New security rules require preparation before flying
Because of the Christmas Day attempted plane-bombing, the Transportation Security Administration has put in place additional security measures. Procedures will vary from airport to airport and be implemented as need is determined.
Domestic security will include explosive detection canine teams, law enforcement officers, gate screening, electronic detection machines, behavior evaluation and other behind-the-scenes measures.
Passengers on international flights to the U.S, should expect increased gate screening, including pat-downs and bag searches, plus use of body imaging and explosives trace-detection machines.
Passengers flying from or through countries named as promoting state-sponsored terrorism — Iran, Cuba, Sudan and Syria — plus those from or transiting through Pakistan, Nigeria and Yemen will be subject to heightened security procedures.
During flight, passengers may be asked to stow personal items, turn off electronic equipment and remain seated.
TSA has issued an advisory for passengers "to help make their passage through the airport as efficient and comfortable as possible." Check the TSA Web site for updates prior to departure, and allow for extra pre-board time at the airport in case of longer-than-usual security lines.
• Pack an organized carry-on bag using layers — clothes, then electronics, more clothes, and then any heavier items. This will help transportation security officers see what's in your bag. Some items, simply by the way they are packed, can appear to be potential threats in an X-ray image.
• Do not pack oversized electronics (laptops, full-size video game consoles, DVD players and video cameras that use cassettes) in your checked baggage if feasible. You will be required to remove these items from your carry-on bag and submit them separately for X-ray screening. Small electronics, such as iPods, may remain in your carry-on.
• Prepare your one-quart-sized, clear plastic, zip-top bag of liquids (three ounces or less for individual containers) before arriving at the airport.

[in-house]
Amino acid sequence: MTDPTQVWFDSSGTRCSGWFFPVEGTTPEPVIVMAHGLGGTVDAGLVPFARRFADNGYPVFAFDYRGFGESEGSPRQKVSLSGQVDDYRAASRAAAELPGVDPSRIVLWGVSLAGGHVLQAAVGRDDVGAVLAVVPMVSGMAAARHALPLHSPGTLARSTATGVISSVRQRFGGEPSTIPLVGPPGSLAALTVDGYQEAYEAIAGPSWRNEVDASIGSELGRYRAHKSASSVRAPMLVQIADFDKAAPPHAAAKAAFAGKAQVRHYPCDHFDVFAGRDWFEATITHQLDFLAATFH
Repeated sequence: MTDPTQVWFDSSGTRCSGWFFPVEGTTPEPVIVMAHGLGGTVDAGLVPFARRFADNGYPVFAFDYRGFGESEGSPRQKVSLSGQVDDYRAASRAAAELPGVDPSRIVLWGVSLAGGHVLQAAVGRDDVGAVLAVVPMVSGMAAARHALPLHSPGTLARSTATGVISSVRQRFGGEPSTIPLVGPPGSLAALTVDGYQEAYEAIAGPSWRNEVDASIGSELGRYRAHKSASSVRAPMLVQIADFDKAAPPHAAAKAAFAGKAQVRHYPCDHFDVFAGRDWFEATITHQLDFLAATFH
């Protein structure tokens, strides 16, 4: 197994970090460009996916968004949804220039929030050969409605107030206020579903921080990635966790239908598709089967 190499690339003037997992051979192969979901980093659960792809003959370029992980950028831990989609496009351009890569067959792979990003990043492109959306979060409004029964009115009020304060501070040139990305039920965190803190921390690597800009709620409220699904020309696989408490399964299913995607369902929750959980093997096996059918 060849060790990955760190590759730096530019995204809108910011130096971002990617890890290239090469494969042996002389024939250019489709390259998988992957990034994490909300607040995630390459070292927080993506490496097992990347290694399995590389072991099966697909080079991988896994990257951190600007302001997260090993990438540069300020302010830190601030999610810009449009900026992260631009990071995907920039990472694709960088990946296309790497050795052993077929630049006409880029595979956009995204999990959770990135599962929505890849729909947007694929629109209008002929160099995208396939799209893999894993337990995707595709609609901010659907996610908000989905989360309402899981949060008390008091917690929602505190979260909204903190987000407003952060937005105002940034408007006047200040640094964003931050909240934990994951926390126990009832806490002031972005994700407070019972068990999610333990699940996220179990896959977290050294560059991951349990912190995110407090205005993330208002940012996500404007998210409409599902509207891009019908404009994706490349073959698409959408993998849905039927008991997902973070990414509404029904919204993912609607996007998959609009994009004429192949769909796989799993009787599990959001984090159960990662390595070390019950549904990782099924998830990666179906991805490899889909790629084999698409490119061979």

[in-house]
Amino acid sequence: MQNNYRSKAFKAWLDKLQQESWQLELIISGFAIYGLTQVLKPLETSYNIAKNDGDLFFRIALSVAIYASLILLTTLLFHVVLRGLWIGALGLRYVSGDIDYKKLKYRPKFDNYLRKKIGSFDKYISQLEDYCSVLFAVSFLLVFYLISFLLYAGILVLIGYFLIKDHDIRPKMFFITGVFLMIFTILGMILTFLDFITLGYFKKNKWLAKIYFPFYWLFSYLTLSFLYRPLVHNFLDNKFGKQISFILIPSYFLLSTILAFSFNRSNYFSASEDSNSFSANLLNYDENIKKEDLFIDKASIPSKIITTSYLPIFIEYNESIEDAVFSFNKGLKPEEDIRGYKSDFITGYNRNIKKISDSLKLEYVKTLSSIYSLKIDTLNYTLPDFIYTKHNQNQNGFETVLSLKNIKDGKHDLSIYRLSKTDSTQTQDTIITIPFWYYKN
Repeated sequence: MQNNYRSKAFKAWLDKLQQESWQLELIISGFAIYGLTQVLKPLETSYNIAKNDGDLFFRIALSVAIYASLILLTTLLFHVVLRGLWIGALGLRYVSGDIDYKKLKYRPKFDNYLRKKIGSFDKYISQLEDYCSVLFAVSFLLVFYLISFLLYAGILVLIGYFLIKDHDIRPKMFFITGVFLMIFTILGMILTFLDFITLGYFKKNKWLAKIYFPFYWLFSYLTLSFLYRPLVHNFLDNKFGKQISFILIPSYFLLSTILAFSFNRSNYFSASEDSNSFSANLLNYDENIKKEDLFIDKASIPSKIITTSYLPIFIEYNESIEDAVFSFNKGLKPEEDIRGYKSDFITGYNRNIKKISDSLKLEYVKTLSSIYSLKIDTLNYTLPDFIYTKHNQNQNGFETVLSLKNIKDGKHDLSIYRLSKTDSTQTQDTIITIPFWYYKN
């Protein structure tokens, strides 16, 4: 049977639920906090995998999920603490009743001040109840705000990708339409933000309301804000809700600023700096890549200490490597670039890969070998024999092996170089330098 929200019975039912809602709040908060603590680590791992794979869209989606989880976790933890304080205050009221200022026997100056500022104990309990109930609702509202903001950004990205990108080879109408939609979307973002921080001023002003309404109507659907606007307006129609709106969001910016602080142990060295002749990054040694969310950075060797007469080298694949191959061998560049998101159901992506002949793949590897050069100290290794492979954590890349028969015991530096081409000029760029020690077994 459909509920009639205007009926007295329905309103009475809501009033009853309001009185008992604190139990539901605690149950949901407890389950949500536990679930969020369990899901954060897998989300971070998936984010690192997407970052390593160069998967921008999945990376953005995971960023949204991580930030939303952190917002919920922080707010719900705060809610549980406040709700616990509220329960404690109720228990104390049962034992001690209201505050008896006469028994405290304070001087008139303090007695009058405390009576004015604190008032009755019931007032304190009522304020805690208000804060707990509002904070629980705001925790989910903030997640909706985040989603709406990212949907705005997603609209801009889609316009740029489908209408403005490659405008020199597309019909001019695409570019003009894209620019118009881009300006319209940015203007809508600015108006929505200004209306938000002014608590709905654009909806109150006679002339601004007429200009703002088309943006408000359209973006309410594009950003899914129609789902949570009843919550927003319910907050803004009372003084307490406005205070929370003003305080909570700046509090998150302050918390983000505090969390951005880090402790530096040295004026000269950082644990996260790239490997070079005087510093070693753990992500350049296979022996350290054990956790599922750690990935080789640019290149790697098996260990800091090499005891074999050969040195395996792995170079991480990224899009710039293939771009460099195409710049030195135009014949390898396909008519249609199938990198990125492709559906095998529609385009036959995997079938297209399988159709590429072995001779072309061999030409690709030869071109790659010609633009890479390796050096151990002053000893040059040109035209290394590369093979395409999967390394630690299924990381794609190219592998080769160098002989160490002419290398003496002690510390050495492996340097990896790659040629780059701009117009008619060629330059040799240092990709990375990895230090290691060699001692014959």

• Pack coats and jackets in your checked baggage when possible, as they must go through the X-ray machine for inspection if being worn.
• Do not wrap gifts, as a security officer may need to unwrap your packages to inspect them.
• Undeveloped film should go in your carry-on bag. You can declare film that is faster than 800-speed to a TSA officer for physical inspection in order to avoid potentially damaging X-rays.
• If you're in doubt about whether you can bring an item through the checkpoint, place it in your checked bag or leave it at home.
DRESS THE PART
Transportation security officers must identify any metal detected at the checkpoint. If the metal detector sets off an alarm when you pass through, you will be required to undergo additional screening that includes a hand-wand and pat-down inspection.
Items that might set off an alarm on the metal detector include:
• Keys, loose change, mobile phones, pagers, and personal data assistants (PDAs).
• Heavy jewelry (including pins, necklaces, bracelets, rings, watches, earrings, body piercings, cuff links, lanyards or bolo ties).
• Clothing with metal buttons, snaps or studs.
• Metal hairpins, barrettes or other decorations for the hair.
• Belt buckles.
• Underwire bras.
Body piercings — Certain metal body piercings may set off the metal detector, which will result in additional screening. If this is required, you may ask to remove your body piercings in private as an alternative to the pat-down search.
Head coverings — You are permitted to wear head coverings and religious garments during the screening process. You may be directed to additional screening if your headwear or clothing (religious or otherwise) is loose-fitting or large enough to hide prohibited items.
Shoes — Travelers are required to remove their shoes before entering the walk-through metal detector at all U.S. airports and put them through the X-ray machine for inspection.
The items you'll need to present to a TSA officer at checkpoints are:
• Boarding pass
• Government-issued identification such as a valid passport or driver's license. If your ID (not required of children 17 and under) is missing, you'll be required to provide information to help verify your identity and will be subject to additional screening.
Irene Croft Jr. of Kailua, Kona, is a travel writer and 45-year veteran globetrotter. Her column is published in this section every other week.